It’s a terrible feeling. Staring at the mirror day after day, not looking at my face but staring at all other parts, wishing that this was smaller or that was tanner or this was flatter. You should go to the gym more, I would tell myself. You shouldn’t be eating that, my inner critic would scream at family dinners. Your face looks a lot better if you wear more make-up, she would say. I would say I’ve spent the majority of my teenage to adult years being body insecure. I fear this is the song of many adolescent girls in America.
There was one year, one great year, that I lost thirty pounds and felt amazing, beautiful, unstoppable. I was at the gym most days of the week, ate well, and carried myself proudly. Then once I settled into marriage and a job that started creating anxiety, the lbs started sneaking back up on me and my old friend, insecurity, returned. The compliments I received never seemed to stick. They were something I just could not believe.
I now stare into the mirror, not looking at my thighs but at my belly, hoping that it has grown, that today might be the day I start looking like a pregnant woman. I don’t worry now about my size or the muscle tone of my limbs, I only worry about eating right for the developing baby.
I look at my face and see a different person looking back at me. I feel calmer and more collected. I’m no longer wound so tight or so anxious. I don’t worry as much about crumbs or spills. I’ve even been causing a few myself due to some newfound clumsiness.
I wear less make-up these days. I don’t feel the need to put on the same mask I wore when I was younger. I am okay with letting myself shine through. I feel like I’m evolving as a person, a female, a woman.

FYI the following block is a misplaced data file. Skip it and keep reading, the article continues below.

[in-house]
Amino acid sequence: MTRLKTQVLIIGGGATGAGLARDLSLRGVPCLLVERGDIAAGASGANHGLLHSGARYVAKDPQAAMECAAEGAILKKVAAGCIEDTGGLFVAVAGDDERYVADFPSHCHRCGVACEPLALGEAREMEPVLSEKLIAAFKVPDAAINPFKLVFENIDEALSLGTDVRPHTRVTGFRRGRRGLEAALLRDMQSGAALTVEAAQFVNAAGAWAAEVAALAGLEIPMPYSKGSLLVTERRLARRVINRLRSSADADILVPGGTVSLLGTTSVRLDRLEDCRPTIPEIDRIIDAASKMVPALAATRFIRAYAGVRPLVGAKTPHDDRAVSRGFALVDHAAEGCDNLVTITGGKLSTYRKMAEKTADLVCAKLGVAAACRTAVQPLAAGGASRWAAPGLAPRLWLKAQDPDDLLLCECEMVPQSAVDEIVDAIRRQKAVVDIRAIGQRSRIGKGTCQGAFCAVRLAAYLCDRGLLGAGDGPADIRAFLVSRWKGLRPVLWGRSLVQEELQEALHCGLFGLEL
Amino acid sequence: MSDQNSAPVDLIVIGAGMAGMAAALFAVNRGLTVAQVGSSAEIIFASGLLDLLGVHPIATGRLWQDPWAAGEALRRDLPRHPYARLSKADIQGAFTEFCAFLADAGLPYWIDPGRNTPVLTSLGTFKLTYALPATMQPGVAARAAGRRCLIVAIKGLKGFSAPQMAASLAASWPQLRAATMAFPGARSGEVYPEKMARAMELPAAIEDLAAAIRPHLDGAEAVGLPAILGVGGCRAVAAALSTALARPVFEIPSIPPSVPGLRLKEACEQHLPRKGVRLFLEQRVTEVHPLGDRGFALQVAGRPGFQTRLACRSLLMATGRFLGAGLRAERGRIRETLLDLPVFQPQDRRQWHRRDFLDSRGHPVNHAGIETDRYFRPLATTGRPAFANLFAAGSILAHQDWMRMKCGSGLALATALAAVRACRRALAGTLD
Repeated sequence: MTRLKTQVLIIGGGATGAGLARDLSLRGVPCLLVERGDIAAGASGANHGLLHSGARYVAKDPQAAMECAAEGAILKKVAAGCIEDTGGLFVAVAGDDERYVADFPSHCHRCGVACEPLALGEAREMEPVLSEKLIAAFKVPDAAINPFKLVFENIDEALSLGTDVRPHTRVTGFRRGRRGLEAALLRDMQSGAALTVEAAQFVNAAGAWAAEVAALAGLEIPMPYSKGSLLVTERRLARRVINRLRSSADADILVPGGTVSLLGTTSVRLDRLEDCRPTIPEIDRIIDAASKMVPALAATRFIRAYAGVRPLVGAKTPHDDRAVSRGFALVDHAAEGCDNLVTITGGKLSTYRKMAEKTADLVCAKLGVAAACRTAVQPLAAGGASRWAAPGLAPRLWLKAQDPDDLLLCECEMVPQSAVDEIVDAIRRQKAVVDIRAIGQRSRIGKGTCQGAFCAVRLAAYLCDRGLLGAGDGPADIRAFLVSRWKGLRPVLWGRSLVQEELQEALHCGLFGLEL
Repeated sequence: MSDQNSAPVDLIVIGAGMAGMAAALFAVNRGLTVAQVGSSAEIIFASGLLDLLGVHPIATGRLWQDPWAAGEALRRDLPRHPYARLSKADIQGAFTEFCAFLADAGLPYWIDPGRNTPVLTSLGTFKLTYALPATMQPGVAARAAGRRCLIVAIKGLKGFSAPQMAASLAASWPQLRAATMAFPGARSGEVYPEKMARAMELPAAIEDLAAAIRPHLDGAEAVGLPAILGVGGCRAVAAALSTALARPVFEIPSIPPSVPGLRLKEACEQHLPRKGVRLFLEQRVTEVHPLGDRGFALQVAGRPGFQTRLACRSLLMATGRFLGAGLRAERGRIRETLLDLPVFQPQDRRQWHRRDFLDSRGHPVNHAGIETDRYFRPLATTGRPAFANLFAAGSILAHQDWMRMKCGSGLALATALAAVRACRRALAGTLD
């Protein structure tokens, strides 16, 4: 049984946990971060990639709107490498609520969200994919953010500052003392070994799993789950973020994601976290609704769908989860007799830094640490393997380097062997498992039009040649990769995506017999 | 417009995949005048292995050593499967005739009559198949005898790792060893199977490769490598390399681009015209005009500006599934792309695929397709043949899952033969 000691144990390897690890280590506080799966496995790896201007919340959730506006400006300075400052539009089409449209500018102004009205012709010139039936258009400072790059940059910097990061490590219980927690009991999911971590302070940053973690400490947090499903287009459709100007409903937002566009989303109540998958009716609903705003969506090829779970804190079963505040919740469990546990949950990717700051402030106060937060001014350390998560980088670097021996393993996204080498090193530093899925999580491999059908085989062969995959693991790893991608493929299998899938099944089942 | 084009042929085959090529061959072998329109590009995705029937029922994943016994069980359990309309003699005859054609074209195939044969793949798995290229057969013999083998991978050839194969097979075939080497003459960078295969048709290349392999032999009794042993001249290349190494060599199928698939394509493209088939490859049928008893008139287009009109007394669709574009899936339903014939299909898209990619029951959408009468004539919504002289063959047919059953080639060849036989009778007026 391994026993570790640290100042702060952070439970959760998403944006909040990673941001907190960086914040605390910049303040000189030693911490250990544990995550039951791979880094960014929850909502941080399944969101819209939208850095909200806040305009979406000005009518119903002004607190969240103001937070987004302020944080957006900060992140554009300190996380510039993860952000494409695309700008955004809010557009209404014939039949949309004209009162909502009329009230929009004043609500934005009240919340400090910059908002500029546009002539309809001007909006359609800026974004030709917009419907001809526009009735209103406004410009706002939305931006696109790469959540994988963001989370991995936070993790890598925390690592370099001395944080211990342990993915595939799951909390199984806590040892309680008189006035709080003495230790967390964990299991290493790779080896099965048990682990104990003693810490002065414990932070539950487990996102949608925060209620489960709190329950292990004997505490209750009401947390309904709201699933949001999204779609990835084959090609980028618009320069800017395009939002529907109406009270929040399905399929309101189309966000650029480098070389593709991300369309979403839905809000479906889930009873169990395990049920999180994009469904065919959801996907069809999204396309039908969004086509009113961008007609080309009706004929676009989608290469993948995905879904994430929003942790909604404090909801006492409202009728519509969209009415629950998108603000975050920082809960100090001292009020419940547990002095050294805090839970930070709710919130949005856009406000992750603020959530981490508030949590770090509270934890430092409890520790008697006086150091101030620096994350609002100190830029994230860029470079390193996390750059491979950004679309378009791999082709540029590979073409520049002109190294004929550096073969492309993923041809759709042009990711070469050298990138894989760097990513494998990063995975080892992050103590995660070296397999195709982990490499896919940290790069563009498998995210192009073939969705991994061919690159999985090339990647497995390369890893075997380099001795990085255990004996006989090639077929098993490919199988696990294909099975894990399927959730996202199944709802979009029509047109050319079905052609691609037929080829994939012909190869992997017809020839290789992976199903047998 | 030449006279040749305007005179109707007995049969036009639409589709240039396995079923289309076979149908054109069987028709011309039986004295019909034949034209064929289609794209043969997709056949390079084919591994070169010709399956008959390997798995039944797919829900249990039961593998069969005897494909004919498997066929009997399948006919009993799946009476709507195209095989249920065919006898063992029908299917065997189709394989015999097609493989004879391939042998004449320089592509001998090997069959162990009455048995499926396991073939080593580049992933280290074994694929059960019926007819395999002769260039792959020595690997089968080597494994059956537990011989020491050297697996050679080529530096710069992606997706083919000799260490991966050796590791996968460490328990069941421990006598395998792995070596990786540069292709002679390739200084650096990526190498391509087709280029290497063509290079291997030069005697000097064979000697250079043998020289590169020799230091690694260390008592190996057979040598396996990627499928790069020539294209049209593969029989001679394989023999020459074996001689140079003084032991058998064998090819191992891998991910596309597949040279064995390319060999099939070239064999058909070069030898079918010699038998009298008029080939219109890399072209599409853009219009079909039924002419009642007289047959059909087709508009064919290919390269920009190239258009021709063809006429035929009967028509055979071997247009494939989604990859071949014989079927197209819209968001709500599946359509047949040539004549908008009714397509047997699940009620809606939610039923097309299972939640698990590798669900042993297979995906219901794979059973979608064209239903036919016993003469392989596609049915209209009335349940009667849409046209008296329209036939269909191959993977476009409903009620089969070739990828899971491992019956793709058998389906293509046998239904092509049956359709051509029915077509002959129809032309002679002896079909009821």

I know that this may change. I read about how women in their third trimester start to experience discomfort and pains. I hear about how women in their final weeks just want the baby to come. I don’t know how I will feel months from now, but I hope that I am able to read this and recall the feelings of positivity and excitement that will carry me through those tough days.
I hope that, many months from now, I am able to wear my badges of motherhood proudly. I hope that I am able to carry myself with pride and not embarrassment. Creating a new life from the most basic cellular level is an incredible experience and nothing short of a miracle. I still plan to lose the weight and exercise and eat healthy. I want to be the fittest mom that I can be. But I pray that I can hold onto this newfound woman. She is secure, she is proud, she is beautiful. She is the me I always wanted to be.
About the author
Not too long ago Ainsley became a mother, fulfilling her unrealized calling. After experiencing intense physical and emotional challenges during pregnancy and facing motherhood with zero sense of reality, she found her calling in helping other women. She left her career to raise her son and committed herself to letting other women know they aren’t alone in their experiences. She aims to give women a realistic voice and view of pregnancy and motherhood, while creating a community of support around them and celebrate each unique motherhood experience. She started her own blog and eventually co-created The Luna Mom.
Follow her on Instagram, Facebook, and Twitter: @themilkleech